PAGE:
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Crawley v. Cach, LLC

United States District Court, W.D. Pennsylvania, Pittsburgh.

December 16, 2019

PATRICIA CRAWLEY, Plaintiff,
v.
CACH, LLC, Defendant.

          MEMORANDUM OPINION [1]

          CYNTHIA REED EDDY CHIEF UNITED STATES MAGISTRATE JUDGE

         I. INTRODUCTION

         This civil action was removed to this court from the Court of Common Pleas of Allegheny County, Pennsylvania on March 5, 2019. Plaintiff Patricia Crawley brings the present action against Defendant Cach, LLC for alleged violations of the Fair Debt Collection Practices Act, 15 U.S.C. §§ 1692-1692p (“FDCPA”) and related state law claims. This court has subject matter jurisdiction over the controversy pursuant to 28 U.S.C. § 1331 and supplemental jurisdiction pursuant to 28 U.S.C. § 1367.

         Presently pending before the court is a motion by Defendant to dismiss the claims against it pursuant to Federal Rule of Civil Procedure 12(b)(6) for failure to state a claim (ECF No. 4). For the reasons that follow, Defendant's motion is denied.

         II. BACKGROUND

         On June 23, 2015, Defendant filed a complaint in civil action in the Court of Common Pleas of Allegheny County, Pennsylvania against Plaintiff involving a consumer loan with the original creditor of HSBC Consumer Lending, USA, Inc. (“HSBC”) alleging a breach of contract and demanded judgment in the amount of $3, 600.26. Compl. (ECF No. 1-2) at ¶¶ 16-18. Defendant purchased the alleged delinquent account from Springleaf Financial, who had previously acquired the account from HSBC. Id. at ¶ 19. On preliminary objections to the state court action, the court dismissed the action with prejudice on January 27, 2016. Id. at ¶ 21.

         On January 8, 2018, Defendant sent Plaintiff a letter seeking payment from Plaintiff for the $3, 600.26 obligation. Id. at ¶ 25. On February 22, 2018, Defendant filed a second lawsuit in magisterial court in Allegheny County, Pennsylvania demanding payment for the same obligation. Id. at ¶ 31. On March 5, 2018, counsel for Plaintiff entered an appearance for Plaintiff and gave notice of Plaintiff's intention to present a defense at the hearing. Id. at ¶ 35. On March 6, 2018, Defendant sent another letter directly to Plaintiff urging payment and settlement of the claim and if accepted, Defendant would take all steps necessary to discontinue the magisterial court lawsuit. Id. at ¶ 36. On March 7, 2018, the court notified Defendant's counsel of Plaintiff's intention to defend the claim and Defendant thereafter withdrew the claim. Id. at ¶¶ 37-38. On or about March 9, 2018, the magisterial court issued a disposition showing the complaint was “dismissed without prejudice.” Id. at ¶ 39. Plaintiff claims that the significance of the case being dismissed without prejudice is that Defendant retains a right to refile the action at a later date. Id. at ¶ 40. Plaintiff also claims that during this entire time, she was represented by counsel and Defendant had actual knowledge that she was represented by the same counsel that represents here in this case, yet chose to communicate directly with Plaintiff in violation of, inter alia, the FDCPA.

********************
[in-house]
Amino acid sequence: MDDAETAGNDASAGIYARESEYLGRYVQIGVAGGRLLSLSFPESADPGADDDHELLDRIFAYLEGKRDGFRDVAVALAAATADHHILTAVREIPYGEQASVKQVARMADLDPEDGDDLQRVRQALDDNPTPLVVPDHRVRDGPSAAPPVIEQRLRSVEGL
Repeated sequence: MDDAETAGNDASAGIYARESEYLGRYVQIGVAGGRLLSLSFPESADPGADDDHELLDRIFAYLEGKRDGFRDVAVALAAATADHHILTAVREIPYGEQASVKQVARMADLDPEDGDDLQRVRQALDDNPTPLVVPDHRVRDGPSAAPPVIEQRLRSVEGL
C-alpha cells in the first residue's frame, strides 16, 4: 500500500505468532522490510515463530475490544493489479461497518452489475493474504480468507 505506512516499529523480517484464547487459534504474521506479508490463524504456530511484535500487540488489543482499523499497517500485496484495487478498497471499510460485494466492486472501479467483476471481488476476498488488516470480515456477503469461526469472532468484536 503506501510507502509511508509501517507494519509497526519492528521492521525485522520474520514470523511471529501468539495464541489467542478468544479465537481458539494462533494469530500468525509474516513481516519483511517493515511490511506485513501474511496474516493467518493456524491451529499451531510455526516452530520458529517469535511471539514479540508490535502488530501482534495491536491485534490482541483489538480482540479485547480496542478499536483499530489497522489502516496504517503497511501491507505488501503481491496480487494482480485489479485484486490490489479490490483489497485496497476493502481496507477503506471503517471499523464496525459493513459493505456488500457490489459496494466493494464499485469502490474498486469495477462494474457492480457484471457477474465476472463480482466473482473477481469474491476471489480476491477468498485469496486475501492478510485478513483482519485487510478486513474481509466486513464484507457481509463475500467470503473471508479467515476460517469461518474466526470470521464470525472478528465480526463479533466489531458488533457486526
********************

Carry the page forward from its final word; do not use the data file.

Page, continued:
Plaintiff alleges that Defendant's conduct has violated the FDCPA (Count I); Pennsylvania Unfair Trade Practices and Consumer Protection Law, 73 C.S. § 201-1, et seq. (“UTPCPL”) (Count II); Pennsylvania Fair Credit Extension Uniformity Act, 73 Pa. Stat. Ann. § 2270.1, et seq. (“FCEUA”) (Count III); and constitutes an invasion of privacy under Pennsylvania common law (Count IV). Defendant moves to dismiss Plaintiff's complaint in its entirety pursuant to Federal Rule of Civil Procedure 12(b)(6) for failure to state a claim.